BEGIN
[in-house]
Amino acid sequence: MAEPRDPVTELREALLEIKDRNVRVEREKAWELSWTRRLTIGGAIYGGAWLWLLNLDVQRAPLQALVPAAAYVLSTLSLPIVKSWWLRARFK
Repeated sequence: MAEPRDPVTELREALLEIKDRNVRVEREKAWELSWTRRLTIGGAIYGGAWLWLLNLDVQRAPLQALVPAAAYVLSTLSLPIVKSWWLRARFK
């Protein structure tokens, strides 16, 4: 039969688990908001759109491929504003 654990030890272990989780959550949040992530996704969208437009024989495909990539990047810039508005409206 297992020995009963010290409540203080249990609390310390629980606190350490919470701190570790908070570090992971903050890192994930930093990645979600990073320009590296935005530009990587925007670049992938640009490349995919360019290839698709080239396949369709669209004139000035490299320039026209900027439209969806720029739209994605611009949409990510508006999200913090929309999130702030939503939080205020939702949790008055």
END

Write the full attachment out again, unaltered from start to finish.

[in-house]
Amino acid sequence: MAEPRDPVTELREALLEIKDRNVRVEREKAWELSWTRRLTIGGAIYGGAWLWLLNLDVQRAPLQALVPAAAYVLSTLSLPIVKSWWLRARFK
Repeated sequence: MAEPRDPVTELREALLEIKDRNVRVEREKAWELSWTRRLTIGGAIYGGAWLWLLNLDVQRAPLQALVPAAAYVLSTLSLPIVKSWWLRARFK
């Protein structure tokens, strides 16, 4: 039969688990908001759109491929504003 654990030890272990989780959550949040992530996704969208437009024989495909990539990047810039508005409206 297992020995009963010290409540203080249990609390310390629980606190350490919470701190570790908070570090992971903050890192994930930093990645979600990073320009590296935005530009990587925007670049992938640009490349995919360019290839698709080239396949369709669209004139000035490299320039026209900027439209969806720029739209994605611009949409990510508006999200913090929309999130702030939503939080205020939702949790008055």